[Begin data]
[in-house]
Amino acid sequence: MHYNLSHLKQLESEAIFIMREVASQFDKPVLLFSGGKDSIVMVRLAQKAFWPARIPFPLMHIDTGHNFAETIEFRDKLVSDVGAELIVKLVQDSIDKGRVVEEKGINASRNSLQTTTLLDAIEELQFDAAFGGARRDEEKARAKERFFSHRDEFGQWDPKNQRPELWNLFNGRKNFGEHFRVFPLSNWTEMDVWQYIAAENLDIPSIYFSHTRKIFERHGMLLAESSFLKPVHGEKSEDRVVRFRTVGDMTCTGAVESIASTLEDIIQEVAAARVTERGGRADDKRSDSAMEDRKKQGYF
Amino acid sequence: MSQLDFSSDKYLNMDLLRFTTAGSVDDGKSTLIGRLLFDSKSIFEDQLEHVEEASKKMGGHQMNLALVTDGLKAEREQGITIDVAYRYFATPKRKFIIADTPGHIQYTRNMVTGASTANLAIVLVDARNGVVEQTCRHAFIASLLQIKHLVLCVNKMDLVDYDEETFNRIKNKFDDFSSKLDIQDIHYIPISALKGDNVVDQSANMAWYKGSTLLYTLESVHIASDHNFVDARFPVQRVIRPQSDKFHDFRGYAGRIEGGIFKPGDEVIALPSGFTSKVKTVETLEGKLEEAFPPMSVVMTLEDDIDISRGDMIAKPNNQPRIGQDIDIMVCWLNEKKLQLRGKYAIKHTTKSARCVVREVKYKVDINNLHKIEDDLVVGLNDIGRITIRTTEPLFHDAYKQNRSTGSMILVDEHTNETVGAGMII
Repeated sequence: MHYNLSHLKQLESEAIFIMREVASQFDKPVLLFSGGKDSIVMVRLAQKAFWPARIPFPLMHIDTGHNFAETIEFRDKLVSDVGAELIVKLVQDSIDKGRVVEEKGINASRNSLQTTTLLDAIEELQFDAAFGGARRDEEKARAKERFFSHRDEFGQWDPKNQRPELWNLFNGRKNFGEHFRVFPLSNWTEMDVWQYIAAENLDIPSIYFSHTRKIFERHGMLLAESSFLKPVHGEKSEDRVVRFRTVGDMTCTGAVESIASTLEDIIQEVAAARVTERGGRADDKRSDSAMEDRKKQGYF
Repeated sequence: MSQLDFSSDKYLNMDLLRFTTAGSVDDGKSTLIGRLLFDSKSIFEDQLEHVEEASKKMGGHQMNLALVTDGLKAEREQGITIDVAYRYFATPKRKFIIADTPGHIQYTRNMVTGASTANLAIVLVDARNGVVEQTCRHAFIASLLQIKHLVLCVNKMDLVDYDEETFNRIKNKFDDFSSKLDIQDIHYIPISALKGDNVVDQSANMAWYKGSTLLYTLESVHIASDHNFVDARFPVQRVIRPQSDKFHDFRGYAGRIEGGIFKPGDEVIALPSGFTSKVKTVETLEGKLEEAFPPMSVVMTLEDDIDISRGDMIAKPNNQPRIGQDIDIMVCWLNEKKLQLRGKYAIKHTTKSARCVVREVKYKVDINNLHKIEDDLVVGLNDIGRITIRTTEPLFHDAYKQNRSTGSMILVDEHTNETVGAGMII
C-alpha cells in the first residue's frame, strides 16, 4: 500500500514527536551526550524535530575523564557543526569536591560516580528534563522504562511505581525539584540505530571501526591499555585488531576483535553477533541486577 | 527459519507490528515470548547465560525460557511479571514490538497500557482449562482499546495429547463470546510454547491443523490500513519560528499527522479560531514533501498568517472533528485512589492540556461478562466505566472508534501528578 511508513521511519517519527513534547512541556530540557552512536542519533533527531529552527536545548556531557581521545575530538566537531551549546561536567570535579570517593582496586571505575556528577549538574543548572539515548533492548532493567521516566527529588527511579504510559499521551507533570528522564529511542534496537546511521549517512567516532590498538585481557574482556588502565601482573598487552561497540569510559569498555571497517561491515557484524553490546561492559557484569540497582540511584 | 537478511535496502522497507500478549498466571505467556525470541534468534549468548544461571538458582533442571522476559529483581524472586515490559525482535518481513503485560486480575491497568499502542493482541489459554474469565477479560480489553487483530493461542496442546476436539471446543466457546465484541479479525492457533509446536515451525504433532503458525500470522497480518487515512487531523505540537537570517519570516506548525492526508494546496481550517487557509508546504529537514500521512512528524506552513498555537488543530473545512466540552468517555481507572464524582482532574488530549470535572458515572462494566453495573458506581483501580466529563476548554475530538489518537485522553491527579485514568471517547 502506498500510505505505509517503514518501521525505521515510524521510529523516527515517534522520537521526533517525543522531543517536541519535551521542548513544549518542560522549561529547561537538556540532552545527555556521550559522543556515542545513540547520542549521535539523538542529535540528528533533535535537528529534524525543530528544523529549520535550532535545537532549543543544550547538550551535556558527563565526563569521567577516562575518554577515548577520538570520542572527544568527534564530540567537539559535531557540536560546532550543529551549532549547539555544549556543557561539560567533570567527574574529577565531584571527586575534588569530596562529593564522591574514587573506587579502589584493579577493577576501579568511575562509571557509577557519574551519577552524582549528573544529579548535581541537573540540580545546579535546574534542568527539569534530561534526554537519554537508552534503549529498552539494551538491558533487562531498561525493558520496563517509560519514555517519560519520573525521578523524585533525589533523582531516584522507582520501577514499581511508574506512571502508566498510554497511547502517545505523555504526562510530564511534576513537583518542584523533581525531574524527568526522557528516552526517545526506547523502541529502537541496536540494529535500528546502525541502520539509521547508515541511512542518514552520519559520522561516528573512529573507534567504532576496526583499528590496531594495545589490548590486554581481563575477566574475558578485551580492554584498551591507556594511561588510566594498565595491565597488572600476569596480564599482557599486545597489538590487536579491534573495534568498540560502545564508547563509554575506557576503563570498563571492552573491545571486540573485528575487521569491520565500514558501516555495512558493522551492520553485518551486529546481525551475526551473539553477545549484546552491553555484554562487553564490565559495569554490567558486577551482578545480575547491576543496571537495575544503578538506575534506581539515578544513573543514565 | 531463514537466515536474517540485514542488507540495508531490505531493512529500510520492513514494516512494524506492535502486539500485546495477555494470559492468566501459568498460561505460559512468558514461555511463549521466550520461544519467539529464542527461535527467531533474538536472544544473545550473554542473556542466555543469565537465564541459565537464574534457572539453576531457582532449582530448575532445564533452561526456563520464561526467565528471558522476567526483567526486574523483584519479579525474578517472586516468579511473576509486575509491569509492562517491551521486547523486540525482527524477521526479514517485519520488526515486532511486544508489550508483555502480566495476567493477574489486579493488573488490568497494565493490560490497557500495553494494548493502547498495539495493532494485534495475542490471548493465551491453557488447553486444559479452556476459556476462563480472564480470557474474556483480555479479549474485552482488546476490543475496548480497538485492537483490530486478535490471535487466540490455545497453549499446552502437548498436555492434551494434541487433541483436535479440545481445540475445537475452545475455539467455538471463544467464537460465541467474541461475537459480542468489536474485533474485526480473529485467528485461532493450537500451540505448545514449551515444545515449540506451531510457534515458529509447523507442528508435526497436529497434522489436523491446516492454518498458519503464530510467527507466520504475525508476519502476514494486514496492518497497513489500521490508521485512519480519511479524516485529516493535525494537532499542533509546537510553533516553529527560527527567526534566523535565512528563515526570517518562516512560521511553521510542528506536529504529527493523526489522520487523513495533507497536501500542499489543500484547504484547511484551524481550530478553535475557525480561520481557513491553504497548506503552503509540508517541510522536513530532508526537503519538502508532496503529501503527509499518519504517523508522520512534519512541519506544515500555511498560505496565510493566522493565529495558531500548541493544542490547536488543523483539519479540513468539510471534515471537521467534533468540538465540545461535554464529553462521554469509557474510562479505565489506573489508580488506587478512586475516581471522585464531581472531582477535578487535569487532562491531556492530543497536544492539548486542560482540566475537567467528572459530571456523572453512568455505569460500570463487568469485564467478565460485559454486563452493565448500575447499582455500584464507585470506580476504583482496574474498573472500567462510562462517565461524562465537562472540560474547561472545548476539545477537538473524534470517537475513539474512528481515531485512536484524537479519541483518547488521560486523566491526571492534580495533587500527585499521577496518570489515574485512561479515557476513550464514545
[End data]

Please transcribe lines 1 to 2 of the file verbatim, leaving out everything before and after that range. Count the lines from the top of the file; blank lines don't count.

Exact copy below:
[in-house]
Amino acid sequence: MHYNLSHLKQLESEAIFIMREVASQFDKPVLLFSGGKDSIVMVRLAQKAFWPARIPFPLMHIDTGHNFAETIEFRDKLVSDVGAELIVKLVQDSIDKGRVVEEKGINASRNSLQTTTLLDAIEELQFDAAFGGARRDEEKARAKERFFSHRDEFGQWDPKNQRPELWNLFNGRKNFGEHFRVFPLSNWTEMDVWQYIAAENLDIPSIYFSHTRKIFERHGMLLAESSFLKPVHGEKSEDRVVRFRTVGDMTCTGAVESIASTLEDIIQEVAAARVTERGGRADDKRSDSAMEDRKKQGYF